BMW took the wraps off its upcoming S 1000 RR World Superbike contender as the Motorrad division showed the new bike in its official race colors at the Intermot show in Cologne, Germany. Taking a good look at the photos, we can see that the bike is indeed very compact. Look through the numerous cutouts and vents in the fairing and you'll see how neat and tidy the new literbike is. Next year, new BMW factory riders Ruben Xaus and past Superbike champion Troy Corser will ride the 190-horsepower S 1000 RR in competition against the Big Four Japanese superbikes, the Ducati 1098 R and the new RSV4 from Aprilia. It should all be very exciting to watch.
Expect a street-going version shortly, with 1,000 units of the new model due for 2009. Unlike past Beamers, the S 1000 RR uses an inline four-cylinder engine mounted transversely in the frame with a standard chain drive. Suspension bits also follow the normal telescopic formula up front with a traditional coil-over out back, eschewing BMW's past Telelever, Duolever and Paralever designs.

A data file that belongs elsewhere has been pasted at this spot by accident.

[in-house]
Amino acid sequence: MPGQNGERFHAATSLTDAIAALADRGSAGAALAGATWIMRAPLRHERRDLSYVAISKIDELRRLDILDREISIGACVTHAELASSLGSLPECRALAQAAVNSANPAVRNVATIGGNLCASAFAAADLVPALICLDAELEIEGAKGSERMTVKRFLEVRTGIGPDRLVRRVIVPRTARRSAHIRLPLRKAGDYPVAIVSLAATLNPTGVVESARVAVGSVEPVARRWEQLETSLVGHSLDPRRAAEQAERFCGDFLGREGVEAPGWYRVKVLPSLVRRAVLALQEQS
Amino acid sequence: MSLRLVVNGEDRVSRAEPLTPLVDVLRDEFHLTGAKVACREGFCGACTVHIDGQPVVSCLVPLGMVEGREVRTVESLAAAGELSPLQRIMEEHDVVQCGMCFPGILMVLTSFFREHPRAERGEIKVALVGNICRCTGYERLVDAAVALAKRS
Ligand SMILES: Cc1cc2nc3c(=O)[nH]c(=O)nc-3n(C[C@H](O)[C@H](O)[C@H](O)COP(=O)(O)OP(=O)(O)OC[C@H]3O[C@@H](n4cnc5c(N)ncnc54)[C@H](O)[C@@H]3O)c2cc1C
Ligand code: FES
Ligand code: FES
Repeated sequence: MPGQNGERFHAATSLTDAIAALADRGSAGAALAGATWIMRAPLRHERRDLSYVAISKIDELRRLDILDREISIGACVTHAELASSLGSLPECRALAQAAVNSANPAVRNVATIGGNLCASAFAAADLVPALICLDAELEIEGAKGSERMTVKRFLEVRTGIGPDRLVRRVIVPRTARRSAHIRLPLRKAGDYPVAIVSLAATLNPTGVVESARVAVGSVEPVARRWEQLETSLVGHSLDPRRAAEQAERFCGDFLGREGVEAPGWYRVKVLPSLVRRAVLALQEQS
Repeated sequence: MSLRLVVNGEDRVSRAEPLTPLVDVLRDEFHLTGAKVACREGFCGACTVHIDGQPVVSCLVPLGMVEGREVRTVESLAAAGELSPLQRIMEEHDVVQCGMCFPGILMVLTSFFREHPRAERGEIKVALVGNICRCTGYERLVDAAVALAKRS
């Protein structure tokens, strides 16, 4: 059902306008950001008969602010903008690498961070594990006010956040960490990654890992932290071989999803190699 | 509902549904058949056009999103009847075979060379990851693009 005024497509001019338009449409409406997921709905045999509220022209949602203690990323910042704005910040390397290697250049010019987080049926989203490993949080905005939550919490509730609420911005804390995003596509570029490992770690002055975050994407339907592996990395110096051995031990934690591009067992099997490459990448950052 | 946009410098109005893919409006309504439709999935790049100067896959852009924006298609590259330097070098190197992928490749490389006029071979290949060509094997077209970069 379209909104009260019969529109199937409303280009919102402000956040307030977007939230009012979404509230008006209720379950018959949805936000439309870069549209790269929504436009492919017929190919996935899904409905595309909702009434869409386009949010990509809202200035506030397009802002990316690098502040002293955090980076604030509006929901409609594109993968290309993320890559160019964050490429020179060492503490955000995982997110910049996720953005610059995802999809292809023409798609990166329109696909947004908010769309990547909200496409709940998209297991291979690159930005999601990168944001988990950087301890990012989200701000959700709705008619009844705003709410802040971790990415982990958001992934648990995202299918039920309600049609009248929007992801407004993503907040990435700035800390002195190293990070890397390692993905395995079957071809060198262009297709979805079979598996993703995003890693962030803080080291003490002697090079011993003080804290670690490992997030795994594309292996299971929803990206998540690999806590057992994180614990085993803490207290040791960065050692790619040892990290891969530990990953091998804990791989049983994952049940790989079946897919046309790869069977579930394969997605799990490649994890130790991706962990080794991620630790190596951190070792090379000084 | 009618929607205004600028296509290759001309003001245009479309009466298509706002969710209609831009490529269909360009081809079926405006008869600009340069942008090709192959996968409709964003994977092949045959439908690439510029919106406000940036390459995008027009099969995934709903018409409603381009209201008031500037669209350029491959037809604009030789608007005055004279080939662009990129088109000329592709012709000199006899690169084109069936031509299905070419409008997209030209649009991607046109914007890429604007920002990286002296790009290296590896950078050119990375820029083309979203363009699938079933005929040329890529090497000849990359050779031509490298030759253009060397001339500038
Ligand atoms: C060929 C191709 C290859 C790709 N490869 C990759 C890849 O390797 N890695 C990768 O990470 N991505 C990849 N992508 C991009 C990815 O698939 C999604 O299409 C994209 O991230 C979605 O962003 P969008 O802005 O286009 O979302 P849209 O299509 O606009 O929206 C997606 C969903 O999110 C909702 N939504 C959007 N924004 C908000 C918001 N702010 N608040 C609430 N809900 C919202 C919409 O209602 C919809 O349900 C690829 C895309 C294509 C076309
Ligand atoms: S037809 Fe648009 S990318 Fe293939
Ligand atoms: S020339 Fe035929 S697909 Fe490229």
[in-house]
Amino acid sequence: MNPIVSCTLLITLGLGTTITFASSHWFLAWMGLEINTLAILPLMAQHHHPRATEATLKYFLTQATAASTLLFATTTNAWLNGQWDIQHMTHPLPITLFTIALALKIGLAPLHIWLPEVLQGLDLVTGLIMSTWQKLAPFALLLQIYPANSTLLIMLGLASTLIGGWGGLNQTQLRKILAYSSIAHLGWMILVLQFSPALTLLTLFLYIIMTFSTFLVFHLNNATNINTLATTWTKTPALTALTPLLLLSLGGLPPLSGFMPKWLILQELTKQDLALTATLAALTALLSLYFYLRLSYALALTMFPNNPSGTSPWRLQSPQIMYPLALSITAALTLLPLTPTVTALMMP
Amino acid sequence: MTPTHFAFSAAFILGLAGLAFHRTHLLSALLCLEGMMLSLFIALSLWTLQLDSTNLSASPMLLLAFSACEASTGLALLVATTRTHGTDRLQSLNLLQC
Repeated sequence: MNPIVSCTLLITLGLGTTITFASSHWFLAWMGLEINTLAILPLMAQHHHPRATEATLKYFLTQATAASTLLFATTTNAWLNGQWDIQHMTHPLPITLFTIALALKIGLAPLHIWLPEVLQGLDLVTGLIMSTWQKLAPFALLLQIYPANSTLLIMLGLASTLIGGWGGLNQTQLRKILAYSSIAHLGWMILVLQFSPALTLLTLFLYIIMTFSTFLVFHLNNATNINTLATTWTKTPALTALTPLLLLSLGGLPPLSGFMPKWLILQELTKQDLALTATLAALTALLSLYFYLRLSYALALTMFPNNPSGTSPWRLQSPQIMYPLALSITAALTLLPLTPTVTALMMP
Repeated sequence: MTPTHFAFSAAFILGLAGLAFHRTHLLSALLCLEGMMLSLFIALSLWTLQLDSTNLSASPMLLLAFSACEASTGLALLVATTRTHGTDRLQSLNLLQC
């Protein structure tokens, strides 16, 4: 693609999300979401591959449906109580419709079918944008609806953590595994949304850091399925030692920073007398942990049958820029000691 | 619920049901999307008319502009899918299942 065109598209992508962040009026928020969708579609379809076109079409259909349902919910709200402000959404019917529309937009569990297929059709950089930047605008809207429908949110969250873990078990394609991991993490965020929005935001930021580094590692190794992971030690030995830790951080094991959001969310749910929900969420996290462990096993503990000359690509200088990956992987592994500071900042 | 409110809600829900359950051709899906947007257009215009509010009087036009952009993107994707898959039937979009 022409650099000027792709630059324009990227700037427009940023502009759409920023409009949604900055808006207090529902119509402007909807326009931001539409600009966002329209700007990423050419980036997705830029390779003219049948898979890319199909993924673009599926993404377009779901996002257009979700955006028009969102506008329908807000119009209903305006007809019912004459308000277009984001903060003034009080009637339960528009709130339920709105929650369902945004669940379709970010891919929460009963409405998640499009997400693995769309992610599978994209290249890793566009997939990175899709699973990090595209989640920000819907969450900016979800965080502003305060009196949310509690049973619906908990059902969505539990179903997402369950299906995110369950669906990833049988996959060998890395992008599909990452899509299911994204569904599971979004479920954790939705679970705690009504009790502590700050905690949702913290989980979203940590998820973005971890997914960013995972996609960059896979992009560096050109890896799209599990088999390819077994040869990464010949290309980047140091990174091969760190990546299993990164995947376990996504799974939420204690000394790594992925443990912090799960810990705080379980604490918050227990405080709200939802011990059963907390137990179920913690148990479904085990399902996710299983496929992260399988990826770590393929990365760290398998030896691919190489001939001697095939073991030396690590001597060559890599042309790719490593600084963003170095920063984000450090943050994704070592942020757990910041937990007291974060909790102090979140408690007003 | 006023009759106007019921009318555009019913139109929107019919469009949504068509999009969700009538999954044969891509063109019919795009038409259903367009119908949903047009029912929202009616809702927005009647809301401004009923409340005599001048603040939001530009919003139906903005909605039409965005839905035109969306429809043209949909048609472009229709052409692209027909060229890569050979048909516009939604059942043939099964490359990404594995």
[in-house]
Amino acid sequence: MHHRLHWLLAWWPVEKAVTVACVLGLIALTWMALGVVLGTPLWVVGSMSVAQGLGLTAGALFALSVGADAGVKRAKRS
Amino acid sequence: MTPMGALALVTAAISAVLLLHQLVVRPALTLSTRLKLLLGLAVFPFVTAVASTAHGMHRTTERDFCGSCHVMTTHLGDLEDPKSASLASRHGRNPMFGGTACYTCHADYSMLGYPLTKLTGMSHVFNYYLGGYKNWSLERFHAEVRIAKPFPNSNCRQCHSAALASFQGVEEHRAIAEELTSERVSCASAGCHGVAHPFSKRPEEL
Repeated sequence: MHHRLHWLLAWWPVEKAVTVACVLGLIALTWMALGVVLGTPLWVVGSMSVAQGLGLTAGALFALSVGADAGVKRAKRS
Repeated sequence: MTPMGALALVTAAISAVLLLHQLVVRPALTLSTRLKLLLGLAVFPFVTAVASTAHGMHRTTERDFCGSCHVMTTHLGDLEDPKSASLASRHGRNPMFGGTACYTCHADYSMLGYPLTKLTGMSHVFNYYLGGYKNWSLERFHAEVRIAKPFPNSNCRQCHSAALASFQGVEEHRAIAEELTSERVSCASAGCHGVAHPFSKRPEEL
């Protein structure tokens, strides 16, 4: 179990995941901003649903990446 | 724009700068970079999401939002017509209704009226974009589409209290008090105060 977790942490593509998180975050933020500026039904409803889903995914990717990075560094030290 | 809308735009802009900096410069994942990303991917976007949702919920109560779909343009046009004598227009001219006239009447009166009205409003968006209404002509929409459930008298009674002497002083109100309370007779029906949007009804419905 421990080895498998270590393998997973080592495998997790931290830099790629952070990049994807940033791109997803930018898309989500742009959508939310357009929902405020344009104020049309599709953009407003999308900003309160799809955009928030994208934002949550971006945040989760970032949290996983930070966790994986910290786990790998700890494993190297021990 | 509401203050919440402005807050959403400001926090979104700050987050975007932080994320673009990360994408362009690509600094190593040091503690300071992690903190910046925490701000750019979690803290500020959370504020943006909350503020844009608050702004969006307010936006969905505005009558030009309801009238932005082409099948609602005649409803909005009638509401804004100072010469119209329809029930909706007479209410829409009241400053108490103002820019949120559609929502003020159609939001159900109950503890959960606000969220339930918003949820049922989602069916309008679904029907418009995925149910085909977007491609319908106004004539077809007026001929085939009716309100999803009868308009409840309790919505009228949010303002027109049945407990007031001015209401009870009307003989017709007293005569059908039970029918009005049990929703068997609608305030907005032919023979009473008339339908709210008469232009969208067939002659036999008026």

i've heard that so much, but have no idea what it means???
perpendicular to the direction of the bike. In other words, like all sport bikes, or like front wheel drive cars. The crank shaft goes left to right, instead of front to back. BMW is really the only company that is allowed to make this point about their bikes, since, as far as I know, they are the only ones who still make bike that don't have a transverse mounted engine.
BTW, is that a second gas cap on the tail section? I know the suzi GSXV holds fuel in its tail in addition to the tank, but I was under the impression that you filled both from the main tank, with some pump taking care of the balancing duties.
The most important thing is the driver.First of all dont full it with fuel for the car to have less weight,just put enough from to race the 400 m and return back to full it.Second dont make the car spin too much because you are losing time.3rd shift gears at the red.